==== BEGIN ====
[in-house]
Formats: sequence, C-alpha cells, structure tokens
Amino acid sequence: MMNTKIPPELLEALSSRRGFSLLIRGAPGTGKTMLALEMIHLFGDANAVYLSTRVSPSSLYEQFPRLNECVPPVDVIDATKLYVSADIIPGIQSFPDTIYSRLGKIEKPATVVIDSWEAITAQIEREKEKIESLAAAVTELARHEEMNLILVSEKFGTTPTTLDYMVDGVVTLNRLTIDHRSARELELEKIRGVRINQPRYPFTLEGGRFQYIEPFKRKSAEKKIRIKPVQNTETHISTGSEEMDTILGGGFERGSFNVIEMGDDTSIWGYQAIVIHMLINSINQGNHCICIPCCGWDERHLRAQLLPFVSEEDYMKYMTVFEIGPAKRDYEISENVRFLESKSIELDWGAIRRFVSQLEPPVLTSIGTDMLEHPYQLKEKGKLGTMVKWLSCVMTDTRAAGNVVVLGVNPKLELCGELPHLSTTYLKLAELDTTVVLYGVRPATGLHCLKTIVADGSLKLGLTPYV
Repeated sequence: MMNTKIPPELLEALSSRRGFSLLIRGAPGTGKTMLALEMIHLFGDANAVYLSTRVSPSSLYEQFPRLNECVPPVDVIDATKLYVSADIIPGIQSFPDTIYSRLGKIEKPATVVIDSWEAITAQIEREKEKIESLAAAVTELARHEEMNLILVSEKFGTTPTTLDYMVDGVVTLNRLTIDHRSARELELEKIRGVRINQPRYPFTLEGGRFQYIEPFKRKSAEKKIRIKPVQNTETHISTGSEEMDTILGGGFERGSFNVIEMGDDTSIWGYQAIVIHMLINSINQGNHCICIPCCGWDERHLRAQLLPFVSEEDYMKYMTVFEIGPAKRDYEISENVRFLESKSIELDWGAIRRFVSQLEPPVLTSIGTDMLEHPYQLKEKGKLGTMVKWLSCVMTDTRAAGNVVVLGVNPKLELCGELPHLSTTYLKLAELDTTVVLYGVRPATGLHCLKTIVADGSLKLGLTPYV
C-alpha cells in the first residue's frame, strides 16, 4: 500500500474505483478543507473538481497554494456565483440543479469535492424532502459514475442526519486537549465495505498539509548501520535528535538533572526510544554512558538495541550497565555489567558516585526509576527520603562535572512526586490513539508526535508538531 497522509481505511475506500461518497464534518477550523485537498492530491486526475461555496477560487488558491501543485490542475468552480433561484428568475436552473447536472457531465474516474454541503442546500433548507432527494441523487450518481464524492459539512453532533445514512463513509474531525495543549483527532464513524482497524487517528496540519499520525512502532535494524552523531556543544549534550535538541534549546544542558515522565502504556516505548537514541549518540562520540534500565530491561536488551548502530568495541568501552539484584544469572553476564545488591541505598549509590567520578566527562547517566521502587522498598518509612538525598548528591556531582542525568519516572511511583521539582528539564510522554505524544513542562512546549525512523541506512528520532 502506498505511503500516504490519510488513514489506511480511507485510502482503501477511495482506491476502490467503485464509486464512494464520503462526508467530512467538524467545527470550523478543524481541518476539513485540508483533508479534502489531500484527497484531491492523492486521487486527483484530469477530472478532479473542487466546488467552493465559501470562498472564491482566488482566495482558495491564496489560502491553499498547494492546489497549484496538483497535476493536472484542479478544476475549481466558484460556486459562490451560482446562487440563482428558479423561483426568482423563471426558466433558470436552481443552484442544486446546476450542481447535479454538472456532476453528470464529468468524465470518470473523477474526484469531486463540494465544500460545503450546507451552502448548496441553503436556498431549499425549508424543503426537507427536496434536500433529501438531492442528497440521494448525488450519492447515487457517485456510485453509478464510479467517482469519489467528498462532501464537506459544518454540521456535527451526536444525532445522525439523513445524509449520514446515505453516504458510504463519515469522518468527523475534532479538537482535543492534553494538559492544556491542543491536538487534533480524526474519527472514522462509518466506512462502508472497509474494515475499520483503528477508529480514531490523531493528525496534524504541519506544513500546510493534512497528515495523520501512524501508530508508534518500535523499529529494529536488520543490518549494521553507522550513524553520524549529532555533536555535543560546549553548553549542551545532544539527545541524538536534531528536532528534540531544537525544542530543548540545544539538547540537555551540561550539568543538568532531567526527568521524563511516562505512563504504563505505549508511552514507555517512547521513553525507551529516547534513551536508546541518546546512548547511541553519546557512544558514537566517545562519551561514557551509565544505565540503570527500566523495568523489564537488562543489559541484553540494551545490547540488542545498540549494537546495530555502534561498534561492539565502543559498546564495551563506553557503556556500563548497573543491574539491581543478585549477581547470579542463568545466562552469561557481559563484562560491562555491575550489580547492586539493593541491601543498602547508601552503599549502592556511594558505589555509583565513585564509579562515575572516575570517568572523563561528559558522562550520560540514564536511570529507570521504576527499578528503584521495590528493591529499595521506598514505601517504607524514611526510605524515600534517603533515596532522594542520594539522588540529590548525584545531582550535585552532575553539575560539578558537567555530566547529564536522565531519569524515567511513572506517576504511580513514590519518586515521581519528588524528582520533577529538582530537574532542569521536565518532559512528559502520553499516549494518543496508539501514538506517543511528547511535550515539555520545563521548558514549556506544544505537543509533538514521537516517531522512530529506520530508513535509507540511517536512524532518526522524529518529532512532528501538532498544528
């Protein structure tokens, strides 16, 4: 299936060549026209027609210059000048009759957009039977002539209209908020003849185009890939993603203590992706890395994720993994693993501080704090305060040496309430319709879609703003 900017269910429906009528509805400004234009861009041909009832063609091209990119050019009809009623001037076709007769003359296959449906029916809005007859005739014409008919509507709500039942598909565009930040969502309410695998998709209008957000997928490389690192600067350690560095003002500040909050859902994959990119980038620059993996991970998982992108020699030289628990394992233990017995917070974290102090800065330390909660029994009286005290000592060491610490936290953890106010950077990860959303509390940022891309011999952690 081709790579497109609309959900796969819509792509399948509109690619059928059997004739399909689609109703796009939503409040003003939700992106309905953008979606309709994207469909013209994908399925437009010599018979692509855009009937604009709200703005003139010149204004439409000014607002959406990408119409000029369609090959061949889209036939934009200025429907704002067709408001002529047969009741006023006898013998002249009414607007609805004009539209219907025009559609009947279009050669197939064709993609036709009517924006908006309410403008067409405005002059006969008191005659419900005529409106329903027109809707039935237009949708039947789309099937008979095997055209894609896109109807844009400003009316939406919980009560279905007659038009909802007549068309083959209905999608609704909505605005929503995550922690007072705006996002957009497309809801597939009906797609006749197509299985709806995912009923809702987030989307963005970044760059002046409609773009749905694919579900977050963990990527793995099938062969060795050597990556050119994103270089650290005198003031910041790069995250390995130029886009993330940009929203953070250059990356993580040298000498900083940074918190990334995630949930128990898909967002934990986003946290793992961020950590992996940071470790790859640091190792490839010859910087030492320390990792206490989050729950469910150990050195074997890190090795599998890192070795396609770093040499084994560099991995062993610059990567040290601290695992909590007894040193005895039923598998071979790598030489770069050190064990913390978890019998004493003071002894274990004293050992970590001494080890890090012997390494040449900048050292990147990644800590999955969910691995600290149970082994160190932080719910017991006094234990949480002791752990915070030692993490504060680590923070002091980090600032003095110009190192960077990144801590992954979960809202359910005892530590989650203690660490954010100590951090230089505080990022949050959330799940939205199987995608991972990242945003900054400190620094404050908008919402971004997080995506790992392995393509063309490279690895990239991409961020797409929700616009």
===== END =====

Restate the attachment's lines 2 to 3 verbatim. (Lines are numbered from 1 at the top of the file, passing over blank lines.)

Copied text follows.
Formats: sequence, C-alpha cells, structure tokens
Amino acid sequence: MMNTKIPPELLEALSSRRGFSLLIRGAPGTGKTMLALEMIHLFGDANAVYLSTRVSPSSLYEQFPRLNECVPPVDVIDATKLYVSADIIPGIQSFPDTIYSRLGKIEKPATVVIDSWEAITAQIEREKEKIESLAAAVTELARHEEMNLILVSEKFGTTPTTLDYMVDGVVTLNRLTIDHRSARELELEKIRGVRINQPRYPFTLEGGRFQYIEPFKRKSAEKKIRIKPVQNTETHISTGSEEMDTILGGGFERGSFNVIEMGDDTSIWGYQAIVIHMLINSINQGNHCICIPCCGWDERHLRAQLLPFVSEEDYMKYMTVFEIGPAKRDYEISENVRFLESKSIELDWGAIRRFVSQLEPPVLTSIGTDMLEHPYQLKEKGKLGTMVKWLSCVMTDTRAAGNVVVLGVNPKLELCGELPHLSTTYLKLAELDTTVVLYGVRPATGLHCLKTIVADGSLKLGLTPYV